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Fear of serious injury alone cannot justify oppression of free speech and assembly. Men feared witches and burnt women. It is the function of speech to free men from the bondage of irrational fears.

Louis Brandeis (1856-1941) American lawyer, activist, Supreme Court Justice (1916-39)
Whitney v. California, 274 U.S. 357 (1927) [Concur]
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Those who won our independence believed that the final end of the State was to make men free to develop their faculties. … They valued liberty both as an end and as a means. They believed liberty to be the secret of happiness and courage to be the secret of liberty. They believed that freedom to think as you will and to speak as you think are means indispensable to the discovery and spread of political truth; that without free speech and assembly discussion would be futile; that with them, discussion affords ordinarily adequate protection against the dissemination of  noxious doctrine; that the greatest menace to freedom is an inert people; that public discussion is a political duty; and that this should be a fundamental principle of the American Government.

Louis Brandeis (1856-1941) American lawyer, activist, Supreme Court Justice (1916-39)
Whitney v. California, 274 U.S. 357 (1927) [Concur]
Added on 5-Jul-10 | Last updated 16-Jun-14
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Those who won our independence by revolution were not cowards. They did not fear political change. They did not exalt order at the cost of liberty. To courageous, self-reliant men, with confidence in the power of free and fearless reasoning applied through the processes of popular government, no danger flowing from speech can be deemed clear and present, unless the incidence of the evil apprehended is so imminent that it may befall before there is opportunity for full discussion. If there be time to expose through discussion the falsehood and fallacies, to avert the evil by the processes of education, the remedy to be applied is more speech, not enforced silence.

Louis Brandeis (1856-1941) American lawyer, activist, Supreme Court Justice (1916-39)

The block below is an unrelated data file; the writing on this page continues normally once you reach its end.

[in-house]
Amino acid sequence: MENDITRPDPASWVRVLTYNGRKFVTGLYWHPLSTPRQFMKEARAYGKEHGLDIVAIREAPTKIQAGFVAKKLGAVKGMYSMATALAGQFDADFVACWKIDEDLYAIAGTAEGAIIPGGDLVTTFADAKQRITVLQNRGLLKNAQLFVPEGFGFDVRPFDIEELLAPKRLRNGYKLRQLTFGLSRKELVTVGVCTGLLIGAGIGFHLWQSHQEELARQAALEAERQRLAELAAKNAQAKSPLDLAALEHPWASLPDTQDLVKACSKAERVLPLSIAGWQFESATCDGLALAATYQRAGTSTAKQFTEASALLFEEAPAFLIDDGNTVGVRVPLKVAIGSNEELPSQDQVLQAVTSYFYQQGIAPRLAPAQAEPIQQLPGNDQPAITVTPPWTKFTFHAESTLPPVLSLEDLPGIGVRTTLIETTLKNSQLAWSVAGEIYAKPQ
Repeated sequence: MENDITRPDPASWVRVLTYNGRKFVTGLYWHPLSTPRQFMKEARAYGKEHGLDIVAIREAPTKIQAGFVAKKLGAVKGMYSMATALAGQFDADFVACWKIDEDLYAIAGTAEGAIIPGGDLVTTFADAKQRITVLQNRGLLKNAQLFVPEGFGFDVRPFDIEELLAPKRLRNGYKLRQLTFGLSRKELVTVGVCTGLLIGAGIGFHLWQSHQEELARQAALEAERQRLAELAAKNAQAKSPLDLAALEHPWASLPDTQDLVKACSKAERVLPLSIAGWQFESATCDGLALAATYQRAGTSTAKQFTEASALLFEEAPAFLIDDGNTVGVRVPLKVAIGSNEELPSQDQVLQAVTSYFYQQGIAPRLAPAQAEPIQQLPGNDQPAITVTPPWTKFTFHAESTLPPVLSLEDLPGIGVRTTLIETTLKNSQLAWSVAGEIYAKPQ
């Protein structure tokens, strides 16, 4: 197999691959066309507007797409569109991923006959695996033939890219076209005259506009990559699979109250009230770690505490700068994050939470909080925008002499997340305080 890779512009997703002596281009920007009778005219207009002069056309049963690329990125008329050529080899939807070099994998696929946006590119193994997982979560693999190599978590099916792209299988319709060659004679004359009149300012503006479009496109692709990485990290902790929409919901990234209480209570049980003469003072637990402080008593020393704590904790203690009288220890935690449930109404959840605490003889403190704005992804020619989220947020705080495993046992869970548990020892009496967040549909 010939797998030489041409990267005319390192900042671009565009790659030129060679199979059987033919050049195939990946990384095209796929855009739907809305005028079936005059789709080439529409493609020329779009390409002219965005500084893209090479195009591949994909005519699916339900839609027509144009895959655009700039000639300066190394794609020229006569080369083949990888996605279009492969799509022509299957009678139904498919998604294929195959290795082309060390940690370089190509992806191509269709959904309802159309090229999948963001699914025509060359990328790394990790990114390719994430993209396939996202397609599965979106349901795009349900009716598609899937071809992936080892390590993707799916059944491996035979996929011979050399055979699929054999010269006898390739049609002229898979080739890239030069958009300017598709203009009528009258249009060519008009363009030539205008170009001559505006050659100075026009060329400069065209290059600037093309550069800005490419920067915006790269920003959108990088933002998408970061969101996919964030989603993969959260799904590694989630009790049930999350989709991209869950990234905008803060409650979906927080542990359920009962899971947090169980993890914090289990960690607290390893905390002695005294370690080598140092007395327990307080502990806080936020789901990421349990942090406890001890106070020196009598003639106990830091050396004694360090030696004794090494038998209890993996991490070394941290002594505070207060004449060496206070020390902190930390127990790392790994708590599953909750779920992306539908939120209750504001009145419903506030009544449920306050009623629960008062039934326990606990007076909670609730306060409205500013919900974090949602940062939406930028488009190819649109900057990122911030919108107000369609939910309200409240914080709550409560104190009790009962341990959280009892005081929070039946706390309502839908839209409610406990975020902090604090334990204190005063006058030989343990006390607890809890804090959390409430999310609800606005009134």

Whitney v. California, 274 U.S. 357 (1927) [Concur]
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If we desire respect for the law, we must first make the law respectable.

Louis Brandeis (1856-1941) American lawyer, activist, Supreme Court Justice (1916-39)
In Cleveland Plain Dealer (15 Oct 1912)
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Strong, responsible unions are essential to industrial fair play. Without them the labor bargain is wholly one-sided. The parties to the labor contract must be nearly equal in strength if justice is to be worked out, and this means that the workers must be organized and that their organizations must be recognized by employers as a condition precedent to industrial peace.

Louis Brandeis (1856-1941) American lawyer, activist, Supreme Court Justice (1916-39)
In The Curse of Bigness: Miscellaneous Papers of Louis D. Brandeis [ed. Fraenkel and Lewis] (1965)
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Added on 21-Oct-14 | Last updated 21-Oct-14
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When a man feels that he cannot leave his work, it is a sure sign of an impending collapse. … When men are so tired, they cannot be trusted in their business judgment and cannot properly tend to their affairs.

Louis Brandeis (1856-1941) American lawyer, activist, Supreme Court Justice (1916-39)
Letter to Alfred Brandeis (8 Mar 1897)
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Added on 23-Sep-14 | Last updated 23-Sep-14
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Secrecy necessarily breeds suspicion.

Louis Brandeis (1856-1941) American lawyer, activist, Supreme Court Justice (1916-39)
Letter to Cyrus Adler (10 Aug 1915)
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What I have desired to do is to make the people of Boston realize that the most important office, and the one which all of us can and should fill, is that of private citizen. The duties of the office of private citizen cannot under a republican form of government be neglected without serious injury to the public.

Louis Brandeis (1856-1941) American lawyer, activist, Supreme Court Justice (1916-39)
Statement to a reporter, Boston Record (14 Apr 1903)

Quoted in Alpheus Thomas Mason, Brandeis: A Free Man's Life (1946).
    Commonly paraphrased:
  • "The most important office is that of the private citizen"
  • "The most important political office is that of the private citizen"